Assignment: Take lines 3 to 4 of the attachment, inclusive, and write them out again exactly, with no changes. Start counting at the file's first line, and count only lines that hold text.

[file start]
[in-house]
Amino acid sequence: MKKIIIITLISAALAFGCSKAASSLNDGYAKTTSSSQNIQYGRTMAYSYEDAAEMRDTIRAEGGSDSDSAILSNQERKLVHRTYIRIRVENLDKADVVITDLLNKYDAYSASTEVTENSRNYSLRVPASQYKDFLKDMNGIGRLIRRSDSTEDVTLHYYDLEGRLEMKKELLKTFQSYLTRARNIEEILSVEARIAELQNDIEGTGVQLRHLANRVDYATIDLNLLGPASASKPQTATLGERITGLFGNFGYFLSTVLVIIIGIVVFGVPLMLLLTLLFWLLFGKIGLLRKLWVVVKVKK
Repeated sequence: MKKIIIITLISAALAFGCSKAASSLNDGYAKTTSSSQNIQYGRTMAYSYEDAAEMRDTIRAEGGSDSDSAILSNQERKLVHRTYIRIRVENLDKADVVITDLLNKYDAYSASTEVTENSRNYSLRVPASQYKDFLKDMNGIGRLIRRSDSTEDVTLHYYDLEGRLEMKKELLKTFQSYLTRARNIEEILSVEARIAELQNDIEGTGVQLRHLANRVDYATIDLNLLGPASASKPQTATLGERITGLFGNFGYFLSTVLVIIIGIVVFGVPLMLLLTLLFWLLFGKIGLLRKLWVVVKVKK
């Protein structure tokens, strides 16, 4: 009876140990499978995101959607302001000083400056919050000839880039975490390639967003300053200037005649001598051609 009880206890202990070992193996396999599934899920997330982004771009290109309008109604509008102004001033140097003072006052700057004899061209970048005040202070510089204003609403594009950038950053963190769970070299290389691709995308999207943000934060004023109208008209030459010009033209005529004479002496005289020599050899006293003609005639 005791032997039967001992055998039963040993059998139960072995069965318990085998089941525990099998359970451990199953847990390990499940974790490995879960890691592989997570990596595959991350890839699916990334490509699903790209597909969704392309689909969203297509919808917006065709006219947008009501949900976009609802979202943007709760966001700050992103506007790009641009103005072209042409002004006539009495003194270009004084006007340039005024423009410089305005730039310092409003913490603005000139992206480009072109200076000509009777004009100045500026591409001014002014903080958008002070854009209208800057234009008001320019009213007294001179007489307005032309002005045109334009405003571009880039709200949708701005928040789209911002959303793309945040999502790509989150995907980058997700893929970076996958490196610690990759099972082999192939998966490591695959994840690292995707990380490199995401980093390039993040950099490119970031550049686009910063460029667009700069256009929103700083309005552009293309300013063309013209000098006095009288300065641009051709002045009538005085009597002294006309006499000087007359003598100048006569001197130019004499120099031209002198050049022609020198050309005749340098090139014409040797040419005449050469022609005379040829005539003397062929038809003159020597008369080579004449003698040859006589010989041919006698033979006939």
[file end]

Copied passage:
Repeated sequence: MKKIIIITLISAALAFGCSKAASSLNDGYAKTTSSSQNIQYGRTMAYSYEDAAEMRDTIRAEGGSDSDSAILSNQERKLVHRTYIRIRVENLDKADVVITDLLNKYDAYSASTEVTENSRNYSLRVPASQYKDFLKDMNGIGRLIRRSDSTEDVTLHYYDLEGRLEMKKELLKTFQSYLTRARNIEEILSVEARIAELQNDIEGTGVQLRHLANRVDYATIDLNLLGPASASKPQTATLGERITGLFGNFGYFLSTVLVIIIGIVVFGVPLMLLLTLLFWLLFGKIGLLRKLWVVVKVKK
């Protein structure tokens, strides 16, 4: 009876140990499978995101959607302001000083400056919050000839880039975490390639967003300053200037005649001598051609 009880206890202990070992193996396999599934899920997330982004771009290109309008109604509008102004001033140097003072006052700057004899061209970048005040202070510089204003609403594009950038950053963190769970070299290389691709995308999207943000934060004023109208008209030459010009033209005529004479002496005289020599050899006293003609005639 005791032997039967001992055998039963040993059998139960072995069965318990085998089941525990099998359970451990199953847990390990499940974790490995879960890691592989997570990596595959991350890839699916990334490509699903790209597909969704392309689909969203297509919808917006065709006219947008009501949900976009609802979202943007709760966001700050992103506007790009641009103005072209042409002004006539009495003194270009004084006007340039005024423009410089305005730039310092409003913490603005000139992206480009072109200076000509009777004009100045500026591409001014002014903080958008002070854009209208800057234009008001320019009213007294001179007489307005032309002005045109334009405003571009880039709200949708701005928040789209911002959303793309945040999502790509989150995907980058997700893929970076996958490196610690990759099972082999192939998966490591695959994840690292995707990380490199995401980093390039993040950099490119970031550049686009910063460029667009700069256009929103700083309005552009293309300013063309013209000098006095009288300065641009051709002045009538005085009597002294006309006499000087007359003598100048006569001197130019004499120099031209002198050049022609020198050309005749340098090139014409040797040419005449050469022609005379040829005539003397062929038809003159020597008369080579004449003698040859006589010989041919006698033979006939």